After a workweek where all pretense of balance was shot-to-shit, I thought about finding a forcing function to put writing into the same non-negotiable category of work.
I did some quick research (see Suspended Mass post) and discovered suspects both usual and unusual of groups, classes, workshops, seminars, private tutors –all offered with both in-person and virtual options — designed to help the would-be writer become a writer. Or at the very least become a person who writes.
One group I came across required the participants to commit to writing 100 words a day. I immediately knew that the didactic of that approach was dead wrong for me. And having been around my mental block before, I know that when I have such a strong immediate reaction—the opposite is normally true.
So with the dread of feeling that this could be exactly what I needed I asked myself the basics: How much writing is 100 words? What would I write if I undertook such a thing (as part of a group or not)? What can I say in 100 words?
And as I think that thinking is limited, I went with practice instead.
I started writing pieces of exactly 100 words each. Here are the first 3….
- On One Hundred
One hundred: A powerful, mystical number conferring instant meaning and significance.
One Hundred Years of Solitude is considered the best book title ever; while “What would you do in your first hundred days” is a standard question for applicants from CEOs to Presidents. So I take it that 100 days must be the precise amount of time it takes to demonstrate leadership.
Centennials are exciting for individuals, businesses, and brands alike. So while we don’t like anything old, we know karmic significance when we see it and only a fool messes with that. We’re told to keep it 100.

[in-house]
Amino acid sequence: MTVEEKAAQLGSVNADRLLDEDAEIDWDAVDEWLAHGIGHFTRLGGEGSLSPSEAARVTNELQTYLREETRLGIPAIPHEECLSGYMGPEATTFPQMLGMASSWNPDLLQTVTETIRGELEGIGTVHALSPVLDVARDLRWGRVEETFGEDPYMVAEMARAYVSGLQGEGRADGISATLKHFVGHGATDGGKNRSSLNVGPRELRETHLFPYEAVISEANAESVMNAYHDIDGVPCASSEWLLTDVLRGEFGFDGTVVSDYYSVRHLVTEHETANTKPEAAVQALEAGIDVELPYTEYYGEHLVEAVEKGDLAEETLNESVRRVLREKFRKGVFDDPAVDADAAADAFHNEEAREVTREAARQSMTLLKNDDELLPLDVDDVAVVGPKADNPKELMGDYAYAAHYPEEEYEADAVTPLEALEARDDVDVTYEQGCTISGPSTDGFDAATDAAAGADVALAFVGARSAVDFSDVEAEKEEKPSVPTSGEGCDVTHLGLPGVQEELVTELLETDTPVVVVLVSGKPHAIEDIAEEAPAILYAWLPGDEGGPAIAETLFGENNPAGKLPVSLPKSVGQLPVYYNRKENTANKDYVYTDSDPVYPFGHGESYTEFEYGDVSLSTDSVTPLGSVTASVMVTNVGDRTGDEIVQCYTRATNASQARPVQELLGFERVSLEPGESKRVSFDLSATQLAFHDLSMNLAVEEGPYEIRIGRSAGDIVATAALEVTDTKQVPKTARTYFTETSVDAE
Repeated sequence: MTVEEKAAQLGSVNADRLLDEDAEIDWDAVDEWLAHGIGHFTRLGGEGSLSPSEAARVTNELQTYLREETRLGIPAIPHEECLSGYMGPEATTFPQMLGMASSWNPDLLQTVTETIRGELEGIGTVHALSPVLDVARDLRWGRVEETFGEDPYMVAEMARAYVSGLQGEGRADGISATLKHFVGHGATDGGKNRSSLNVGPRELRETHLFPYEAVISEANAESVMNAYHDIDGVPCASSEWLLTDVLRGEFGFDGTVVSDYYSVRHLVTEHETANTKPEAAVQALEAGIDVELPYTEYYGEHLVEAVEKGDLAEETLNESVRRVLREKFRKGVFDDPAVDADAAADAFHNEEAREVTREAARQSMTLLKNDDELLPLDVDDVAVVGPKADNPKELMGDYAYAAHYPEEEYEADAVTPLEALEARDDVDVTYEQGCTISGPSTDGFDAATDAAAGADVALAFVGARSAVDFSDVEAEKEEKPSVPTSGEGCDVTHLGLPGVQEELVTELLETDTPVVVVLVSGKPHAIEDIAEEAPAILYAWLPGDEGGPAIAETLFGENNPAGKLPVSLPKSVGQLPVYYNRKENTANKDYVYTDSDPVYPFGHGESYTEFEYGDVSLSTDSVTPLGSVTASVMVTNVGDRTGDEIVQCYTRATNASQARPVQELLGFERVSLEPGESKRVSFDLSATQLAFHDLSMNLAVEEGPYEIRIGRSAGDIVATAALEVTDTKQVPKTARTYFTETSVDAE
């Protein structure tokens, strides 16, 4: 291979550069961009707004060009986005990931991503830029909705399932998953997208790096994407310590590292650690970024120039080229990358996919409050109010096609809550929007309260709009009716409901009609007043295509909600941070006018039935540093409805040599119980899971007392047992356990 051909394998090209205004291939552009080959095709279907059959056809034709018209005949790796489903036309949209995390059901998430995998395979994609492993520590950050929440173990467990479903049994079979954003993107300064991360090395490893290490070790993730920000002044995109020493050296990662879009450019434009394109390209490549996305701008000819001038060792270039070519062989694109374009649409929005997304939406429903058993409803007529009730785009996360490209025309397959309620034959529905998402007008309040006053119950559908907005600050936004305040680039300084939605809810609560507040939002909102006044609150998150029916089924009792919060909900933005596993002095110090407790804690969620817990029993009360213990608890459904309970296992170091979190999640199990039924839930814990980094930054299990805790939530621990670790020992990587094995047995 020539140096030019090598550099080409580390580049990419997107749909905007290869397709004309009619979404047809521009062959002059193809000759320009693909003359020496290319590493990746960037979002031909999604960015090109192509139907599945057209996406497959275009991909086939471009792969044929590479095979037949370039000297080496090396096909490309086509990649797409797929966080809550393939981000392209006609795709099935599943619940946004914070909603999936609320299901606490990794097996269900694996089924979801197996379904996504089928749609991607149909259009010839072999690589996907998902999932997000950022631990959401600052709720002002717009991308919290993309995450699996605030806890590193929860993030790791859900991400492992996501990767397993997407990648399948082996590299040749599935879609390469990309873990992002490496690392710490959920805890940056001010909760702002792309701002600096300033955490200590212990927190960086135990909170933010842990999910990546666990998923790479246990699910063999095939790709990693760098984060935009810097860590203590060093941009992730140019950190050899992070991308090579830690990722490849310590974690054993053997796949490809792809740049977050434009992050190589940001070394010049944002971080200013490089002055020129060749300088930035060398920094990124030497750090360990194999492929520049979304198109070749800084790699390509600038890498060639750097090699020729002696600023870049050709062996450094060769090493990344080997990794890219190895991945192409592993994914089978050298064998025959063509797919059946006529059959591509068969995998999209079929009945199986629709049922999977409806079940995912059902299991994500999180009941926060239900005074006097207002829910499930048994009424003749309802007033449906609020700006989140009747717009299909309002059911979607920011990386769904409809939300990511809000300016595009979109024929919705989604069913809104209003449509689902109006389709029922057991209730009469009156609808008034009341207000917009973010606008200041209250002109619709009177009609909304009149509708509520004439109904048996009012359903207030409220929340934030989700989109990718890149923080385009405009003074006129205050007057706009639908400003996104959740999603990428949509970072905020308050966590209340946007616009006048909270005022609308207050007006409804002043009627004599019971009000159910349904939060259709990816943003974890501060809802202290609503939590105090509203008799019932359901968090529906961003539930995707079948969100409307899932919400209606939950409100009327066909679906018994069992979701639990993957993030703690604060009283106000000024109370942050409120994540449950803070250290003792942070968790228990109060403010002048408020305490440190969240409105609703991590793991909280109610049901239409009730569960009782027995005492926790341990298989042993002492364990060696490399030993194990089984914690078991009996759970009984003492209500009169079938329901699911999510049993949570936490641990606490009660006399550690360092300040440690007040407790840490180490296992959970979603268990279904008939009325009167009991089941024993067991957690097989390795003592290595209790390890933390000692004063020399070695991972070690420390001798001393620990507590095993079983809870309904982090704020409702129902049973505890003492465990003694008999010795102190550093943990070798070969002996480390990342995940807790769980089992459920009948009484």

[I can’t answer as I just hit the 100-word mark]
- On Editing
Everyone knows fewer words are better. Especially other people’s.
Having completed my first 100-word piece I bow to the discipline of keeping it 100. If not saying much, replace 100 words with tweeting.
So piece #1 as a tweet
100 is a magical number that makes things feel important so use it in titles to give your work more meaning & try to hit your 100th birthday
At first it seems trivial-How hard can it be to write 100 words a day? And then you wake up to the fact that they have to be the right words
3. The Tedium of Consistency
After having two exactly-100-word-pieces under my belt I’m beginning to chafe. Like most chafing, it’s the result of great exercise. But if I had to do this daily, while I’d become a better writer, I’d also be jumping out of my skin. It’s not the actual exercise but the tedium of doing it everyday. But as I know first-hand, lack of regular exercise leads to inexorable spread. Adjectives and adverbs spilling over; weakened spine; flabby sentences. There’s no escaping the need to sacrifice immediate gratification of writing anything you want for longer-term happiness through editing. Set fit bit to 100.